I plan the titles of these “sessions” (sessions? from Latin sedo, sedere to sit) –

well, I for one am sitting down, at my laptop, facing due west as it happens, with the attached house – in the terrace-of-three – between me and my view of Ben Horn –

I plan them [sentences as well as titles] in a rather random way, a bit like what the weather throws at us, up at 58 degrees north, although behind the randomness there’s a deeper pattern of air currents and oceanic currents; cycles of tides. day and night, moons and planets, suns and stars, galaxies and nebulae…

Am I speaking of weather, or of creativity, or of life cycles?

“I’ve looked at clouds from both sides now“, as Judy Collins sang so poignantly throughout my teens, and still sings today – at 81 – a role model for my future).

Brain dump

(which we needn’t ever share):

In your ThoughtBook, write out and complete these as many times as you wish, without a second thought:

What’s my weather like today? …

What might my weather be like tomorrow? …

What changes in my weather do I look forward to? … what changes do I dread?

If you enjoy doodling, illustrate your pages with weather symbols of your choice!


in your ThoughtBook write what you are feeling just now (in colour, if you like)

  • just single words, like “smiling” or “hurting” or “thinking”
  • keep going and let them fall onto the page like windfall apples

I offered this exercise as part of a class supported by the wellbeing charity Arts and Minds in autumn 2017, as part of my first public outing as a writing tutor. We met in a room at the Michaelhouse Centre, an inspirational church conversion in the centre of Cambridge.

And that’s where, after Brain Dump, and a time for shaking out. relaxing and soothing our own writing hands, we did this indoor laundry:

Blowing away the cobwebs – by hanging out the washing

You will need: a piece of yarn, string, ribbon, cord, long enough for you to rig up an impromptu indoor washing line. (Please do this with all due respect for safety of yourself, others, pets etc!)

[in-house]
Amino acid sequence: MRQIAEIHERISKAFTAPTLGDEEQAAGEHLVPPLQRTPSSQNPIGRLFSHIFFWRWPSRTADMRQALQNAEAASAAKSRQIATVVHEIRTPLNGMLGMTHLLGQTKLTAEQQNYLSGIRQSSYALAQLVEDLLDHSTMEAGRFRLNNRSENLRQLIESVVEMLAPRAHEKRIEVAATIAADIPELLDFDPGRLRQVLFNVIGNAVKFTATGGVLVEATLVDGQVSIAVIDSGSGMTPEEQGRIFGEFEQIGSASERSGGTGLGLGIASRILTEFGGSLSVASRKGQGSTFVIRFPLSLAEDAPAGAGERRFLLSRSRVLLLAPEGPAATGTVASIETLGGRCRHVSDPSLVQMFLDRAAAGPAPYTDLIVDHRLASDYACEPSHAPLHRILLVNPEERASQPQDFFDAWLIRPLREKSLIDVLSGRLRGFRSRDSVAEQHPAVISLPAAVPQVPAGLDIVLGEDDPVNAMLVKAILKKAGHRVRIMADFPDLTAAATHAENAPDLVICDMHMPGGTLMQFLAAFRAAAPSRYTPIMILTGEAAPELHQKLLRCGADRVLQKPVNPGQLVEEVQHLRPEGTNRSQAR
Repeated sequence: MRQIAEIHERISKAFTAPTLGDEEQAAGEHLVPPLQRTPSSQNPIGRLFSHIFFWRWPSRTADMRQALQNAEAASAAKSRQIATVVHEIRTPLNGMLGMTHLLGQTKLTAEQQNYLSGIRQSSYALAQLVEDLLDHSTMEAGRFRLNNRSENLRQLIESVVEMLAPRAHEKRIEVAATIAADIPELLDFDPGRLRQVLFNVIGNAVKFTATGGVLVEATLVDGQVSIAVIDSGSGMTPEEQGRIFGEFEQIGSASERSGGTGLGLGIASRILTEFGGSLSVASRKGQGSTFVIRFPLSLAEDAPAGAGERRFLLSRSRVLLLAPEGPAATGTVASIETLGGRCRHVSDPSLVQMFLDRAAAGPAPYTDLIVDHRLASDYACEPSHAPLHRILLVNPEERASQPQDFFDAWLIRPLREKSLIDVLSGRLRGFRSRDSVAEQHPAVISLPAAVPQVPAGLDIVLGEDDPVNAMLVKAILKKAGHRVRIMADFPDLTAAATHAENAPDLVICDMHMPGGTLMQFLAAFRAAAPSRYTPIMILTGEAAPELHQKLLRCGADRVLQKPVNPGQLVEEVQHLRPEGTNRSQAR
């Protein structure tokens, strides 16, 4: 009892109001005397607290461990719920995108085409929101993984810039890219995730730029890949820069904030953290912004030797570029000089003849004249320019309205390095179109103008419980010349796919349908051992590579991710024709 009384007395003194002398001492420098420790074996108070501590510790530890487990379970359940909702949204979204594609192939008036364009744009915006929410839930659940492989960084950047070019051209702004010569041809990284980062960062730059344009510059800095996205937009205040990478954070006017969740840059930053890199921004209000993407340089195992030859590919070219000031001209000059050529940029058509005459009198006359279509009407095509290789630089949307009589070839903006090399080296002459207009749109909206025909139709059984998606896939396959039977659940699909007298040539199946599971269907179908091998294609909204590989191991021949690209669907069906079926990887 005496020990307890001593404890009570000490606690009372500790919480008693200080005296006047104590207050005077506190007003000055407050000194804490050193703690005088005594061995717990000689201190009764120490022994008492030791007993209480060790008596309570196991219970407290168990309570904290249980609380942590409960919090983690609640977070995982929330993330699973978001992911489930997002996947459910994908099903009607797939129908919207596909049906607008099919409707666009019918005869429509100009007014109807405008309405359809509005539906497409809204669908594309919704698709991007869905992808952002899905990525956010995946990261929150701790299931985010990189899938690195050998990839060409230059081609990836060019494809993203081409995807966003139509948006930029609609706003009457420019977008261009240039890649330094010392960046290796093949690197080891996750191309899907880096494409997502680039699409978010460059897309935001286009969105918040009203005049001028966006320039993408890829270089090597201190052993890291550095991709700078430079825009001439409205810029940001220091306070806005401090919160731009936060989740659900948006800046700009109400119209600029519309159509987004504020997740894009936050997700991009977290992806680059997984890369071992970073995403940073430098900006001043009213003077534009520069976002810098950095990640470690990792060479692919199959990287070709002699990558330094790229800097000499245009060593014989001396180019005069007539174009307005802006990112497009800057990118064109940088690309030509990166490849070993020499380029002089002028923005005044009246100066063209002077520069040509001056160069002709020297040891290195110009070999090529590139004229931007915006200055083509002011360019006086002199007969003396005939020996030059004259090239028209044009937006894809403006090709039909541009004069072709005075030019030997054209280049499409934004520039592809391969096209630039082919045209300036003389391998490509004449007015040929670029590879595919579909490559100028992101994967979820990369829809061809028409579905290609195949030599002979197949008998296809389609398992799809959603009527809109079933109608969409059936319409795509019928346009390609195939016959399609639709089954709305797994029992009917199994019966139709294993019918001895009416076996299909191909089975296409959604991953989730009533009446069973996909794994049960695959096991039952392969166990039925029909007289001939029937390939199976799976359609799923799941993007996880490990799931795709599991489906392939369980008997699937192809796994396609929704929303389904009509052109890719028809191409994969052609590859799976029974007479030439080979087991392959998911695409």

Pegs or paper clips

Coloured pens.

Pieces of paper, about A6 will do. Can use newpaper, used envelopes, if thick pens / crayons / chalks available.

Optional: cut paper into shapes (like the clothes such as paper dolls might wear, or shapes representing weather types, moods etc)

On your pieces of paper write as many of the words as you feel OK with “voicing” – one word per” garment/sheet” and as big or as small as you want – and then make a ritual of hanging them in the “winds of change”, to air for a few minutes or hours.

You can photograph your washing line if you would like to keep a record of this impermanment cluster of moods. Then you can recycle, compost, or burn them in a fire pit.

Now cast your mind back to any books you’ve read, or films you’ve seen, in which a particular weather event forms an important context for the development of the plot. Jot down some key descriptive words

Or where the character’s “internal weather” is reflected in the actual meteorological conditions. What would happen if the weather turned out to do something opposite to what is going on in the mind?

‘Rain at night’ by Helen Hoyt, from ‘A Little Treasury of Modern Poetry’
(1947) Routledge and Kegan Paul

For example, I thought of my internal weather feeling “hesitant” this morning. How would that have interacted with a flash bang wallop of a thunderstorm? Would I have shrunk under a dripping tree, or made a rush for a drier shelter? Would the liveliness of the pyrotechnics have woken me from my torpor?

(As it was, I went to bed for the afternoon, on an overcast day. When I was awoken by the phone, it was seven o’clock and tippling with rain. By nine o’clock I sat in the little conservatory facing north west, watching the sunset and enjoying another phone call in which we talked about Lammas growth on oak trees, as you do…)

Do you have any vivid recollections of deluges or thunderstorms from childhood? Or of a time of great drought, real or imaginary? Or of the hardest frost, meanest blizzard, – or the most forgiving dew at dawn? Go, write.


Today I am grateful for:




Further Resources

Lucky dip:

Select a word from this assemblage on a theme of weather:

  • Now write down as many words as you can that rhyme with it
  • Share your word-clusters and add any further rhymes from others
  • Explore / play with any poetry that emerges from your cluster

I had intended to introduce you to some weather poems here. Since I am feeling under-the-weather, I open up that to you – to share links, or the poems themselves, with us here.

Have a good week, and enjoy what shelters you have available, from the sum, the rain, or the vicissitudes of your own weather patterns.

Up Glen Loth, Sutherland Copyright Kathy Labrum McVittie 2 August 2020